It has been said that a writer can create worlds, build new dimensions, design new beings, and so on. Writers can even create new names and new positions of authority. They can change cultures and start new trends. All this is true. Some change the real world, and some just change the inner mind.
Take, for instance, one of the greatest cultures ever created by a writer: Star Wars. The whole epic story began as an idea in the mind of George Lucas. The movie was not so greatly received by the critics, yet the fans went crazy over it. I was one of the fortunate few to have seen A New Hope in its first run through the theaters. I look back and think, “Who knew?”
Obviously, not every writer will have that effect on our world. But if you are already expecting to change minds with your work, then you are on the right track. If you have accepted that you will not, then put your pen down until you do.
You must write with the world waiting on pins and needles in mind.
Still, there are facts that we accept because they are a reality. Providing they do not deter us.
Fact 1: Many of your friends will not see you as successful.
Even your family may not. I was surprised when I discovered that many of my actual friends (not just on Facebook) and family merely promised to buy a book when I was done with the first. A very small percentage did. Most of my friends who have one or more of my books possess them because I have given the copies to them. Remember, even Jesus was not accepted well in His hometown. In that, though, my close family thinks I am Stephen King, only better. And we write on.
Fact 2: You will spend money on your own work.
Even with the advent of Amazon’s free publishing, you are going to spend money to get your work into people’s hands. Accept that fact. The only way to avoid this is to be a total introvert writer. In other words, someone who never cares whether anyone ever reads your work. In which case, you are not likely reading this, to begin with. Regardless, we write on.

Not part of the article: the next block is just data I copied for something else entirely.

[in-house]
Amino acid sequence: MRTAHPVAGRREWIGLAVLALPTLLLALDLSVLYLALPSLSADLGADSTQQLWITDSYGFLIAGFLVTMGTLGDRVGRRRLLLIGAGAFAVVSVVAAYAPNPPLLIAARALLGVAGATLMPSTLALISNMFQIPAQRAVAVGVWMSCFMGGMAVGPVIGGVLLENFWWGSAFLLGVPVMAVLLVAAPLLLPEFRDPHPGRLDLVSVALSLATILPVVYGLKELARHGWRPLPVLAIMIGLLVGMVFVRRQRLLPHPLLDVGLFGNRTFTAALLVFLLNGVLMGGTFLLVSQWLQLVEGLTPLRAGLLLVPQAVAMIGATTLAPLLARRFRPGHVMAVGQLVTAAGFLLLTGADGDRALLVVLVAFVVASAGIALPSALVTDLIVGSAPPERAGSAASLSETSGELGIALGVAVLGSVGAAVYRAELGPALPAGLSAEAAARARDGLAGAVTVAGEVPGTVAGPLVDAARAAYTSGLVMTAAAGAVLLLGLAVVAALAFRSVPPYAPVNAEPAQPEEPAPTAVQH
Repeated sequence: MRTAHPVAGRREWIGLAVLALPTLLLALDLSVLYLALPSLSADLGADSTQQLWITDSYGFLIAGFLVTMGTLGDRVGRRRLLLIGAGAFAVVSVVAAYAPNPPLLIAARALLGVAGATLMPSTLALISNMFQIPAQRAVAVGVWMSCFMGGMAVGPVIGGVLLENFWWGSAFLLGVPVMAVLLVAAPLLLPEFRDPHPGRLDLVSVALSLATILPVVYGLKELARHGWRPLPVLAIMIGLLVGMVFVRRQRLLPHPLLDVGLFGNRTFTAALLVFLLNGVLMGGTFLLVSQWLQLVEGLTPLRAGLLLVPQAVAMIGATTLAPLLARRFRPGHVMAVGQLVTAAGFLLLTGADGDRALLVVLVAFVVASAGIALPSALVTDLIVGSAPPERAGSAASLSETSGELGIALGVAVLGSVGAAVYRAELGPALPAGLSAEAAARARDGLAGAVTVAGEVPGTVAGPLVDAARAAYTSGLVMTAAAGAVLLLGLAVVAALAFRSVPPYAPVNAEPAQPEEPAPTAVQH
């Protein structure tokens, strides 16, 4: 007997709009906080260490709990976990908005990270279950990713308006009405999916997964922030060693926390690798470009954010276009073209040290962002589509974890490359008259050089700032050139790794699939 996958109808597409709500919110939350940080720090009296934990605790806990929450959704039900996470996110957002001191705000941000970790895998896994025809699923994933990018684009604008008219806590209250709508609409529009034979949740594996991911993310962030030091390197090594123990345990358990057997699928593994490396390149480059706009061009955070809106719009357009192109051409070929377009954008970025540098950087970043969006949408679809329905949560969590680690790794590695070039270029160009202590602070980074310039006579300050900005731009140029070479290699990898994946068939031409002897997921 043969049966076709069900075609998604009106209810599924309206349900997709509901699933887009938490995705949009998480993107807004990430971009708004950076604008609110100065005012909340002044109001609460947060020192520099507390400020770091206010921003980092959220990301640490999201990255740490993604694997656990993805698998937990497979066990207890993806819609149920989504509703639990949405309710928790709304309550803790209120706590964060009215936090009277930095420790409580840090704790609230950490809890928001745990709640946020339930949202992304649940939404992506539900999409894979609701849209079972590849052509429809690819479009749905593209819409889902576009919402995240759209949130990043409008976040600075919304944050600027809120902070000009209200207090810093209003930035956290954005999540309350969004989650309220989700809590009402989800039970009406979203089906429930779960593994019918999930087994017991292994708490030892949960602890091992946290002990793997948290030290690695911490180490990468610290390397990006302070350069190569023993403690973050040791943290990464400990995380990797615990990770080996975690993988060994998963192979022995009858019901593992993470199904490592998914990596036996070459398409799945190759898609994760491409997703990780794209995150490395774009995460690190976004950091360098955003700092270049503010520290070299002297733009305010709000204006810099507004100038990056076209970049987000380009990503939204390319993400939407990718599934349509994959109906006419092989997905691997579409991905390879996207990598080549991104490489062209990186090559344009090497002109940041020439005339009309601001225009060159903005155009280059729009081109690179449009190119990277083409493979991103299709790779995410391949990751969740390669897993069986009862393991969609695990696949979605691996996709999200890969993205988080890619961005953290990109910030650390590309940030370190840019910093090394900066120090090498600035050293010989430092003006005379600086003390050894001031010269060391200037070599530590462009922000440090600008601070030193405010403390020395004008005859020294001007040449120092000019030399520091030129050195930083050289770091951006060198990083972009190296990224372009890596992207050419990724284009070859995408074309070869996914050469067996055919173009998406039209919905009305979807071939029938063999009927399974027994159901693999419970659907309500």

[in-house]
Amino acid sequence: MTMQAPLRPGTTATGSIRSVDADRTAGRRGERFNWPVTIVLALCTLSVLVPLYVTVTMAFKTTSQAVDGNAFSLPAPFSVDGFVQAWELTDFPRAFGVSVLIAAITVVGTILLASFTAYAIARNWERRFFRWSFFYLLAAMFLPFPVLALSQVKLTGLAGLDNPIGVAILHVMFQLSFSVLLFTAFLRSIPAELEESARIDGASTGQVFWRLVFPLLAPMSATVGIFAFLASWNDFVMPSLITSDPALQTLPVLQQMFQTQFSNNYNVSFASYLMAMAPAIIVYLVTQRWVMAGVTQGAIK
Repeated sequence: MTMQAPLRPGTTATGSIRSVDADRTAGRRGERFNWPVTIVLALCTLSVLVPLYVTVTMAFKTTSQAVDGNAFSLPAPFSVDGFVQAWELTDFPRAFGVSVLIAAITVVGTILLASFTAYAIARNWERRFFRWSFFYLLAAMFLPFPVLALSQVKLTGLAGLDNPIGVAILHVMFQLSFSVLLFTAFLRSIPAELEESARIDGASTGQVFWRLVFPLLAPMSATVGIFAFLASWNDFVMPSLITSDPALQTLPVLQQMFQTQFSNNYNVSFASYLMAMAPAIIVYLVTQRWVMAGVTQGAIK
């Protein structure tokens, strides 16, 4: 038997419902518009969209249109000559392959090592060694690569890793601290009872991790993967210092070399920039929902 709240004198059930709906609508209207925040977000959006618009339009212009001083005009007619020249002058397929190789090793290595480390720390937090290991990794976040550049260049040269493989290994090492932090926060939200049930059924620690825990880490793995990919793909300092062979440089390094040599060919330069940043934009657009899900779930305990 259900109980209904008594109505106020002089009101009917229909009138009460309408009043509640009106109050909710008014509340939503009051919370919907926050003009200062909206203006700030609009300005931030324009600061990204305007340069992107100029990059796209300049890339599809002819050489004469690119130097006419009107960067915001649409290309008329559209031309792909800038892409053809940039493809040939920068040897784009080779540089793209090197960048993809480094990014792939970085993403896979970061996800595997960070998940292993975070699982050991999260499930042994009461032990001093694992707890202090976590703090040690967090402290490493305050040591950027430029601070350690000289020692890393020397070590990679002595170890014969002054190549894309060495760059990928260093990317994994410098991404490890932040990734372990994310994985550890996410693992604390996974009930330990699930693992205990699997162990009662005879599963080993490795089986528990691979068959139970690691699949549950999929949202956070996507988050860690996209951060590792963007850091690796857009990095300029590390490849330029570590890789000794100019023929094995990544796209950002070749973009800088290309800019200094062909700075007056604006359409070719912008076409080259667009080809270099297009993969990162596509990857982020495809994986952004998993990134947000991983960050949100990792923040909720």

Fact 3: Writing must become your passion.
Oddly, success cannot be the reason you write. Success must become an important side effect but not the point of it. You (I, we) write to be writing. To create, to build, to inspire, to fill that thing in you that says, “I have this idea.” And then to see it through to a conclusion. Or at least a temporary wrap, depending on how many sequels or prequels you end up with. Star Wars, as we all know, is a never-ending series that will be on the screens until we are all dead. In any case, we write on.
Fact 4: This road is a journey.
I have a constant influx of ideas. I give the credit for this to two reasons, the first being the graciousness of the Master of Ideas. God has constantly blessed me with new and innovative concepts and synopses. And two, my life experiences. The first you can have simply by seeking it. God is benevolent and indulgent when it comes to His kids. The latter…well, you just gotta get old. Write on anyway.
Fact 5: You can write about anything, but keep it real.
When we write fiction, we allow ourselves to immerse into another yet unexplored world. Whether that world is one of crime, sci-fi, fantasy, romance, horror, etc., there is a need to keep it within the realms of “real.” In other words, your fantasy may indeed be something most extraordinary and nothing like any reality ever seen, but your characters will have habits, a past, plans, ideas, etc. Maintain consistency. The character development (or “arc”) will always have a foundation. I, personally, find this often to be the most difficult part of my character. Sometimes, the nature of a person in the story happens as I write. But I have found it better to create an outline and work from there. You can add as you go. Let’s write on.
A few pointers. Granted, I have not sold a million copies of anything yet, so you can take this advice or leave it. But these are some of the finer points I have learned and thought you might be able to use them. There are many more. Who knows how many? But the point of all of this is to say…we write on.
Featured Image by Alejandro Escamilla